I Wrote That - Gary Numan, Are Friends Electric?

In 1979 Gary Numan recorded Are Friends Electric? with his band Tubeway Army on a shoestring, creating one of British pop’s finest moments and influencing a generation of musicians from Juan Atkins to Kanye West. Here, Gary remembers how the song came about...

Paul Nichols
  • By Paul Nichols
  • 27 Dec 2013
  • min read
Quintessential eighties pop icon Gary Numan first cut his teeth when a synthesiser would set you back two months’ pay and drum machines only had ‘samba’, ‘mambo’ and ‘polka’ presets. In 1979 he recorded Are Friends Electric? with his band Tubeway Army on a shoestring, creating one of British pop’s finest moments and influencing a generation of musicians from Juan Atkins to Kanye West. Here, Gary remembers how the song came about.

I vividly remember writing Are Friends Electric? It was actually two songs to begin with. I had a verse that I didn’t know what to do with because I couldn’t find a chorus to fit. I also had another song with a really cool chorus but I couldn’t think of a verse for that. One day I was playing one part and immediately jumped onto the other and realised they actually worked together.

The funny thing was, I’d been working on both songs for a few weeks, but by jumping from one to another without a cup of tea in between I’d figured out the fit. It’s why the song is so long - at five and a quarter minutes it was way too long for a single.

The atmosphere of the track was much more like a ballad at the start, but I hit a wrong note when I was playing it once – because I’m not a very good pianist – and I thought, ‘Fuck, that sounds loads better!’ So I kept it. So, it’s actually a mixture of not being able to play very well and not being able to finish songs properly! It’s not as if I took a great deal of pride from it.

My mum and dad had only bought me the old pub piano a month or two before, so I was still teaching myself to play. All the songs I wrote around then were just me fiddling around trying to get my fingers to work in the right way. And, because I didn’t have any synthesisers at home, I wasn’t really able to sit and practice all the noises I wanted. It had to be done on the fly with the equipment we had in the studio.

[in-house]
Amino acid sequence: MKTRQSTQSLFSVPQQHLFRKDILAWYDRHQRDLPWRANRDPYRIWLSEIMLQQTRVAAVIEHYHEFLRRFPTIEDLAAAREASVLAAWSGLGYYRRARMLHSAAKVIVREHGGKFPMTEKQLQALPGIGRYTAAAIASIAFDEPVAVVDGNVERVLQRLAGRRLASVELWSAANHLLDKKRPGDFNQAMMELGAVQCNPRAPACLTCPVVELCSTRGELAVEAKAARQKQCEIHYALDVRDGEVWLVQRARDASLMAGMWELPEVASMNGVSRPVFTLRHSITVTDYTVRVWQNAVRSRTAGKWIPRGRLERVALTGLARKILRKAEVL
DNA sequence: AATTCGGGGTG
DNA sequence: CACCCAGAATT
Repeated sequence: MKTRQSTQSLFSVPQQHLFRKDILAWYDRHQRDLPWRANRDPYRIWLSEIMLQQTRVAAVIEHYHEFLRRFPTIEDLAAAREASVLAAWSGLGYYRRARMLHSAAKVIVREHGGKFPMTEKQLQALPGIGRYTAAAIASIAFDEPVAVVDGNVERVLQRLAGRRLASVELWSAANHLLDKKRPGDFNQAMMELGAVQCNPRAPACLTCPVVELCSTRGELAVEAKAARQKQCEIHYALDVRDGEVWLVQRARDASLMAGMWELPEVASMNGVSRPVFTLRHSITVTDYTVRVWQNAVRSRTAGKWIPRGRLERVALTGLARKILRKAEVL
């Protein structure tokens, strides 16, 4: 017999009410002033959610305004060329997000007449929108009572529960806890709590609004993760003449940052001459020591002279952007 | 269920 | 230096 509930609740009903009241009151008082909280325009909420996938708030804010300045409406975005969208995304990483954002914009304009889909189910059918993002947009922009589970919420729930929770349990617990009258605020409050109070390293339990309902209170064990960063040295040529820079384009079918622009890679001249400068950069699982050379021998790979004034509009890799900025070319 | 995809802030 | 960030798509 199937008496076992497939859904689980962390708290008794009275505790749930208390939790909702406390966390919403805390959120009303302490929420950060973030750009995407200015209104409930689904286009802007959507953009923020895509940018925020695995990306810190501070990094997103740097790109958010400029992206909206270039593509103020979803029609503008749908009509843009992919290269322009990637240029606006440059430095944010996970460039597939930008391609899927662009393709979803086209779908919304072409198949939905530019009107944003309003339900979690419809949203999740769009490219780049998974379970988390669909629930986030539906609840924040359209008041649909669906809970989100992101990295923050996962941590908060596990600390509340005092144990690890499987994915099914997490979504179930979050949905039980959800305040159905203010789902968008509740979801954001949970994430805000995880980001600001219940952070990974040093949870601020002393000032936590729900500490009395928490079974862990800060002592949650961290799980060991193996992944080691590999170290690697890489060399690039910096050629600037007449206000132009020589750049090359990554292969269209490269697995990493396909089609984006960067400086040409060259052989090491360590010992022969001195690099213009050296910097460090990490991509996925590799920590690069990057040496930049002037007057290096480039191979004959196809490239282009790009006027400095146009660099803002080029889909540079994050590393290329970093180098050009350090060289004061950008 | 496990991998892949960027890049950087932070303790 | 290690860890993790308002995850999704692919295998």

For Replicas, the album that Are Friends Electric? came from, we could only afford five days in a little basement demo studio with a 16-track recorder in Chinatown, London. I had access to a rented Minimoog and a Polymoog for the first three days. I couldn’t afford the full five days rental for the synths so had to get all of them recorded first.

The studio also had a thing called an ARP 2000, with a hole drilled through it and a huge chain cemented to the wall to stop people nicking it! I remember thinking, ‘What kind of a place is this?!’ So, that’s how we did it. The synths would turn up and I would have to find the sounds that suited very quickly. We were recording and finishing three or four songs a day.

Are Friends Electric? went on to be a big single and I think any big track like that goes on to define your career for a while. People start to associate that sound with you. But soon after that, Cars came out and it’s arguable which one is more memorable now. Certainly in America it’s Cars, but in England and Europe it’s a toss up between which one people think defines me and my sound.

Gary’s 20th studio album Splinter (Songs From A Broken Mind) was released by Cooking Vinyl on 14 October.

Over the last 35 years, Gary’s discography has grown to include an impressive 20 studio albums, while his influence on electronic and industrial music has gone from strength to strength.

Following a stint of UK dates in November, Gary’s international tour kicks of in February and includes a performance at US industry showcase South by South West in March.